The first half of 2019 is officially in the books. So, what did we learn?
Well, the market is resilient, for one. The 14% decline in the last quarter of 2018 seems like eons ago now, as the S&P 500 breaches 3,000 for the first time.
That being said, let’s run it back. Here are the winners and losers from the first six months of 2019.
The Overall Market
As it turns out, the December sell-off ended up being a V-bottom. The S&P 500 has snapped back in 2019, rising about 17% in the first six months of 2019. It was the best first half for the index since 1997.
Leading the way was technology, which rose 27% through June, led by massive rallies in AMD and Facebook.
If there is one thing the first half of 2019 might be remembered for, it’s the spate of massive IPOs. IPOs raised just under $30 billion in the first half of 2019, up from $28.6 billion in the first six months of 2018, according to Renaissance Capital. The second quarter specifically was the most active quarter in four years in terms of number of deals.
Names like Uber, Lyft, Pinterest, and Zoom made waves, but the clearest winner of the bunch was Beyond Meat, which at one point was up 700% from its IPO price of $25.
In March the CBOE pulled the plug on its bitcoin futures product, providing another sign that the once high-flying cryptocurrency appeared to be dead.
Oh, how times have changed. Not a couple of weeks later, bitcoin began to rally. To date, the asset is up around 250%, and investors who were able to ride the CME’s bitcoin futures or the Grayscale Bitcoin Investment Trust have also enjoyed similar moves.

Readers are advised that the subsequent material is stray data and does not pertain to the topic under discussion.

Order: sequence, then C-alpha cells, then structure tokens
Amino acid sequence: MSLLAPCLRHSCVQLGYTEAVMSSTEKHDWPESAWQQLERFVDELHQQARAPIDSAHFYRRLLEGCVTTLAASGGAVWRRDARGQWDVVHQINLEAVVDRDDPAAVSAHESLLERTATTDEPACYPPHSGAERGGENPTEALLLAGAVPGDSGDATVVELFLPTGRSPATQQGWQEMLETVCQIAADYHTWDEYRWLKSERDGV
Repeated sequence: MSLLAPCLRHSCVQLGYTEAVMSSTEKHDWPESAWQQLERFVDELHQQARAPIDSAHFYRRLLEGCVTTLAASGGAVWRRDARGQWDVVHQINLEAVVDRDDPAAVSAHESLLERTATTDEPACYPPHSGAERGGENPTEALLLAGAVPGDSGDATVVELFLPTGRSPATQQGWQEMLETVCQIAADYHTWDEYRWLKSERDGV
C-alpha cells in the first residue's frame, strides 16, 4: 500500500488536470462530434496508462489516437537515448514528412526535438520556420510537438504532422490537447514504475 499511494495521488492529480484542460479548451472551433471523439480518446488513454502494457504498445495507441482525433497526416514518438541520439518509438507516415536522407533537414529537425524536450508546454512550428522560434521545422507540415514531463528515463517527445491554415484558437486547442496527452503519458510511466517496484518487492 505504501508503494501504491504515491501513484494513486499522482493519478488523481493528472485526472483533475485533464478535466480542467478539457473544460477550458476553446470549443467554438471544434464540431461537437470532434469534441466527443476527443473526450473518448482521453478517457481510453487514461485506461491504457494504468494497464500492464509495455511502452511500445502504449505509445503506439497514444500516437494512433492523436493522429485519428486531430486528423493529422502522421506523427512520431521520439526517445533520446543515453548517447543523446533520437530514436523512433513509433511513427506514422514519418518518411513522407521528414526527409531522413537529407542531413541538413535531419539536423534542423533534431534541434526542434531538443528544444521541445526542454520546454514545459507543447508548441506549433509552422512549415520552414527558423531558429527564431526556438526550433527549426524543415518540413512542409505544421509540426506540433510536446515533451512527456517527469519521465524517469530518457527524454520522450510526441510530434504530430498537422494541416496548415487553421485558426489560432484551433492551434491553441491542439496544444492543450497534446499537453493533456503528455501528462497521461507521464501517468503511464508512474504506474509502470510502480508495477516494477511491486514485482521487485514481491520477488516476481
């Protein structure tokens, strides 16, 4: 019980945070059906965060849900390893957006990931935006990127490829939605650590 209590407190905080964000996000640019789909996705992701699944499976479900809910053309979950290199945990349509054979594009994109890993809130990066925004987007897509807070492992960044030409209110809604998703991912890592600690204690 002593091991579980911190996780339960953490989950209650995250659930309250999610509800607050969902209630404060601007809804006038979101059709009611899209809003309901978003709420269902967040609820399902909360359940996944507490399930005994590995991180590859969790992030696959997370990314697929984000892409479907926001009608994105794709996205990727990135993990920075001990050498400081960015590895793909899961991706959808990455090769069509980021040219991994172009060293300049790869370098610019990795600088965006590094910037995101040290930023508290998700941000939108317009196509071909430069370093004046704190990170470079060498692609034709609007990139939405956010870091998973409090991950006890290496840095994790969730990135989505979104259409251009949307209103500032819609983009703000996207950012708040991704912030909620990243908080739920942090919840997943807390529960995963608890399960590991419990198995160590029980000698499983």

Though volatility remains the name of the game, as of this writing bitcoin remains at its highest level since January 2018.
What can we say about the Federal Reserve that hasn’t already been said incorrectly by the Federal Reserve?
All jokes aside, Jerome Powell has not won himself any new friends in 2019. Between the complete 180-degree shift from December’s hawkish tone and the frequent criticisms from President Trump, the one thing everyone on Wall Street appears completely unified on is anger directed at the Fed.
With a quarter-point rate cut likely looming at the FOMC’s July meeting, Powell and Co. still have a long way to go in convincing the masses that they have a handle on the economy.
2019 has been nothing short of an unmitigated disaster for Boeing. Stemming from the crash of a 737 MAX 8 operated by Ethiopian Airlines on March 10 that killed all 157 people on board, the world’s largest maker of planes has found itself under fire from every direction.
With the 737 MAX fleet still grounded, an ongoing investigation by the Department Of Justice, and the cancellation of several major orders, the company now finds itself on the precipice of being overtaken by rival Airbus as the top airplane manufacturer in the world for the first time in seven years.
Anger over the influence of big tech companies has been building for several years, but that sentiment has gained even more momentum in 2019.
The four largest tech companies—Amazon, Alphabet, Apple, and Facebook—are all under investigation by either the FTC or DOJ, and several presidential candidates have come out in favor of regulating the group more closely.
Though it will likely take years for this story to shake out, it is clear now that the question of regulating Big Tech not only isn’t going away but will hang over these companies and investors until a solution can be found.
The author is long Facebook and AMD in his 401(K)
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